BUFORD POPE The Waiting Game [Release date 08.04.19]
Swedish singer songwriter Buford Pope (aka Mikael Liljeborg) – with raspy vocals reminiscent of a young (albeit tight trousered) Rod Stewart – literally plays the waiting game with his eighth release, in the hope of breaking the US of A.
While his Sticks In The Throat effort five years ago echoed the 1980s glory days of Bryan Adams, The Boss, Jackson Browne and Tom Petty, The Waiting Game taps into the current Americana vogue.
With nods to Springsteen, Dylan and the like, it’s a delicate set steeped in pedal steel, dobro, mandolin, violin, and viola from the haunting opening calling card ‘America’, through the wonderfully sparse Robbie Robertson-soundscape of ‘Hey Hey Aha’, and beyond into the mid-west dustbowls, through to the Deep South blues of ‘A Hundred and Ninety-Nine’.
It’s unquestionably another quality effort, but the Americana market is one of the most overcrowded in terms of talent. So while The Waiting Game may ooze credibility, the likelihood is that, sadly, it’s unlikely to see Pope making significant inroads in the marketplace. ***1/2
Review by Pete Whalley
THE WORLD OF MICK Mick I www.mick.world
Mick I – the first ‘full length’ debut by Brighton based session musician, guitar tutor, and studio owner Mick/Mickey Wynne is a somewhat ‘out of time’ release rooted in the Sixties with the set opener ‘Love Of My Woman’ a live, ‘busky’ type song McCartney would come up with, similarly on ‘I’ll Always Be With You’, and with ‘Beautiful Thing’ bearing all the song writing hallmarks of Lennon & McCartney.
Which is perhaps of little surprise as Wynne grew up in Liverpool during the Merseybeat boom, and one of his claims to fame is teaching Julian Lennon to play guitar at age 16. The other trophy on his CV is working with John Entwistle on his late nineties The Who side project The Pioneers who released a self-titled country-rock album in 1999 on which Wynne played lead guitar.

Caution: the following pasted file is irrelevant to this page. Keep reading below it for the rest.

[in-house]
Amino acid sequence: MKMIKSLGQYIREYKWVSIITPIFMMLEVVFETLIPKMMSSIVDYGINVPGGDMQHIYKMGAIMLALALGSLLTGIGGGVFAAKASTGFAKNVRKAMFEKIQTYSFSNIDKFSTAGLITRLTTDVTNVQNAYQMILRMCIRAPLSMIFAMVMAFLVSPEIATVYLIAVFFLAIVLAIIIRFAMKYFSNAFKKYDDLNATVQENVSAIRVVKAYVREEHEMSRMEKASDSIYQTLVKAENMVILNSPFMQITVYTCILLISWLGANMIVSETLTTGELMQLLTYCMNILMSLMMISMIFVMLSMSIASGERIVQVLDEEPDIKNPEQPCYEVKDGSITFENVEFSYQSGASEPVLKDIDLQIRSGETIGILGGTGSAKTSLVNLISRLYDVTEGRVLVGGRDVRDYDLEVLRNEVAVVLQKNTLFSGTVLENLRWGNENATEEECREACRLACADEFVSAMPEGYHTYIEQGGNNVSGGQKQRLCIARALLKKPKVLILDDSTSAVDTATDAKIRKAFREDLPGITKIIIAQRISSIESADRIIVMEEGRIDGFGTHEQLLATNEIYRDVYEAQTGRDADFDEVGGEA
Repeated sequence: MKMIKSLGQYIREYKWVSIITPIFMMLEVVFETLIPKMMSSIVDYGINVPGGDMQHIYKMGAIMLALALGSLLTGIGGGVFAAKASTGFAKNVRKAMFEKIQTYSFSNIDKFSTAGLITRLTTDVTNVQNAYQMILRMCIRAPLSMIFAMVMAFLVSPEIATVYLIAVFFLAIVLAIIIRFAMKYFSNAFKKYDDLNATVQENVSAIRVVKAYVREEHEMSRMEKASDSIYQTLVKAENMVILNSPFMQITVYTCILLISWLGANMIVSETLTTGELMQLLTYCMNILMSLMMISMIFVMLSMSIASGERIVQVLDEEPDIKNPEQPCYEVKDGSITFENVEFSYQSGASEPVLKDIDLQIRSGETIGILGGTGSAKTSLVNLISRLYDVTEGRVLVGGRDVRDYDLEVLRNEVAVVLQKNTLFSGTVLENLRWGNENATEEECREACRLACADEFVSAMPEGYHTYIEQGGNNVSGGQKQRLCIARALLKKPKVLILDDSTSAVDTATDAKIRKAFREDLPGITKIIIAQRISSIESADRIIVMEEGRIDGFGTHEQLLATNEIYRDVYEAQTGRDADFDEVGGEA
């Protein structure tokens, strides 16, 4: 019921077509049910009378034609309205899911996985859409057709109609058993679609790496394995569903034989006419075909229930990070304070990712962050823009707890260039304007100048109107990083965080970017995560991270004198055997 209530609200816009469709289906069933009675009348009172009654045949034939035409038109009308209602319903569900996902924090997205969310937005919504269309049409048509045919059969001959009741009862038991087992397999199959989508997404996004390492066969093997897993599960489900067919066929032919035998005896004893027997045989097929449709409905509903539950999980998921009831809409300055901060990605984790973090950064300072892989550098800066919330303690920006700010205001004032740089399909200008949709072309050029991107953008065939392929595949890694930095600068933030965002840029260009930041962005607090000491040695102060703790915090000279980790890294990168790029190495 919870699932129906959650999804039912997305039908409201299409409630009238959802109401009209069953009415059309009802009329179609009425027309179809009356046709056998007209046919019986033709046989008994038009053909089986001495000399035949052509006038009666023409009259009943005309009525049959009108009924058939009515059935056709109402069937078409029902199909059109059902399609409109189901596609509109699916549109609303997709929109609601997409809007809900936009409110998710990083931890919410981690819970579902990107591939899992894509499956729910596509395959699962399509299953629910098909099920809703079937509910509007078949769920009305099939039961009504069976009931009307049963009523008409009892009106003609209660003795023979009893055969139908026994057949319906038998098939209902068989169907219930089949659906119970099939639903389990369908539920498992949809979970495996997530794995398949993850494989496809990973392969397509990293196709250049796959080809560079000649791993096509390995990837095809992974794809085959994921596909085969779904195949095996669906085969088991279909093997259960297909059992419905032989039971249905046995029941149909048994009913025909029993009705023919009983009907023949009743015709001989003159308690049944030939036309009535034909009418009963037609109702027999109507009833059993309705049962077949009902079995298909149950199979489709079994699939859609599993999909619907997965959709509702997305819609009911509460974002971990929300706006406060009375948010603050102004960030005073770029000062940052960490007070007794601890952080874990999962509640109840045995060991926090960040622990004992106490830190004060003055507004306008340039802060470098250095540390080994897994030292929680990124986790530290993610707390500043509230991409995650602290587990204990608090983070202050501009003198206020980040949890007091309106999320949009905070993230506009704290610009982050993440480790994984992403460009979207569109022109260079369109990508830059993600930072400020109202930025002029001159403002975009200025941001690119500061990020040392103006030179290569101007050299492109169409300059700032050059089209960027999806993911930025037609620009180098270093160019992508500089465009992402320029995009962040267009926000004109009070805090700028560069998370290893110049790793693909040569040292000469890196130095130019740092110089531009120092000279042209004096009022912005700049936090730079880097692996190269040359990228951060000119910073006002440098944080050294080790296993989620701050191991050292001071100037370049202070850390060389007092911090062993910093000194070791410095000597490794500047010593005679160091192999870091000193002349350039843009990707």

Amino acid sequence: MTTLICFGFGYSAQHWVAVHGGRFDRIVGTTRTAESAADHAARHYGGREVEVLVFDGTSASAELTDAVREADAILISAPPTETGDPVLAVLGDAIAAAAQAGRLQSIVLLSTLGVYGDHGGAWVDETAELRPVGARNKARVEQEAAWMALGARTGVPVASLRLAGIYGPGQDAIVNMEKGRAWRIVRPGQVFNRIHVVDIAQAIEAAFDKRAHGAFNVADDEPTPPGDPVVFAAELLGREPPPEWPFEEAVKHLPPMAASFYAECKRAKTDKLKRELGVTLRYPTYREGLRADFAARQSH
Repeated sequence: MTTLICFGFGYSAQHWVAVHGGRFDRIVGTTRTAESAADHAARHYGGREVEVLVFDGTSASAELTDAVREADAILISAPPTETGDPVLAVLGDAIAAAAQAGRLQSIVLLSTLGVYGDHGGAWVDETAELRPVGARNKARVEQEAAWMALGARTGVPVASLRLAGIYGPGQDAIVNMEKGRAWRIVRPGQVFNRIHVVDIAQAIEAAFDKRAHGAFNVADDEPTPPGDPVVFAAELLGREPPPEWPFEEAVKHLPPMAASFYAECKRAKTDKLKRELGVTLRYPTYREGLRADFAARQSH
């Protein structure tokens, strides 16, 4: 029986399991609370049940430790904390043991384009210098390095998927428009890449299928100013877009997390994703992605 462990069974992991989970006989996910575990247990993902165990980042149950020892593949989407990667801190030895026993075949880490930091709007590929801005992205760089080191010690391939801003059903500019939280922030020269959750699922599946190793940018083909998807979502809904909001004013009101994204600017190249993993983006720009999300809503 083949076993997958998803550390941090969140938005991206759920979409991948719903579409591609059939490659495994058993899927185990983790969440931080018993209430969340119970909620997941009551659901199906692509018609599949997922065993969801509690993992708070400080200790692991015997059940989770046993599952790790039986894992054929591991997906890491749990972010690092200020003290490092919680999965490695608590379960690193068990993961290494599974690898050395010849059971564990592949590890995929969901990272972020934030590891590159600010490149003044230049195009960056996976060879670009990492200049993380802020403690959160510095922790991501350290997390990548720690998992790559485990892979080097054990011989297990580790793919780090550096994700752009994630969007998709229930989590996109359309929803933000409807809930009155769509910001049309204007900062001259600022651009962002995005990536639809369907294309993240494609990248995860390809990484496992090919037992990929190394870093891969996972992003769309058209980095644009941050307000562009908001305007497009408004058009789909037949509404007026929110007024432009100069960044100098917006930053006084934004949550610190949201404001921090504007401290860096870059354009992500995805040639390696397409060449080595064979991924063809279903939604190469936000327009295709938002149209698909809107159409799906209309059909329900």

But while Wynne’s writing style is very much ‘old school’ it covers a wide range of bases from the blues (‘Blues For Mr Johnson’), to Latin infused dance (‘La Troc’) and mild funk (‘You Are The Message’) in a ‘classic’ pop/rock singer songwriter style not too far distanced from that of Guy Chambers (Robbie Williams) and that of The Waterboys/World Party’s Karl Wallinger. ‘All Quie’t even bears tones of Knopfler/Dire Straits.
Bringing talented musicians including pedal-steel guitarist B. J. Cole, Irish singer Patrick Bergin, and Jim Mortimore (bass) together, Mick I is a well written, well-crafted and infinitely listenable set – one that is easy to imagine being embraced by Radio 2 listeners – and seeing him opening for the likes of Paul Carrack. ***1/2
Review by Pete Whalley
LENY’S GIRL Walk Outside Again [Release date 16.03.18]
Morphing from A Band Named Trevor – a fairly rootsy Aussie blues band – Leny’s Girl look to expand their repertoire (and audience) with a wider reaching set.
The only line-up change is the addition of harmonica player Bob ‘Cookie’ Cooke, adding another layer of ‘cool’ to a line-up of Begsy (guitars), Brownie (drums) Tom Raw (bass), and vocalist Kasey McKenzie (a singer with an impressive set of pipes rooted in amateur theatre (Evita, Guys & Dolls, Annie, Wicked and many more).
The set opener ‘Pretend’ – a somewhat disjointed rootsy affair – picks up the A Band Named Trevor baton sounding like Imelda May on steroids and while it may be a great live set closer, is perhaps not the best calling card.
Elsewhere, there’s more of a late 60′s/early 70′s blue rock vibe with Kasey McKenzie doing her best Janis Joplin impersonation, with Begsy and Cookie’s combination of guitar and harmonica adding to the ‘period’ feel, with ‘Don’t Come Back’ being the album’s ultimate ‘wig out’.
But overall, there’s no clear strategy which leaves Walk Outside Again lacking a clear focus. So when you’ve got some cracking emerging blues artists here – Elles Bailey and Rebecca Downes, to name but two with excellent current releases – why would you look further?
Although to be fair, Leny’s Girl do offer something a little more ‘earthy’. ***
Review by Pete Whalley
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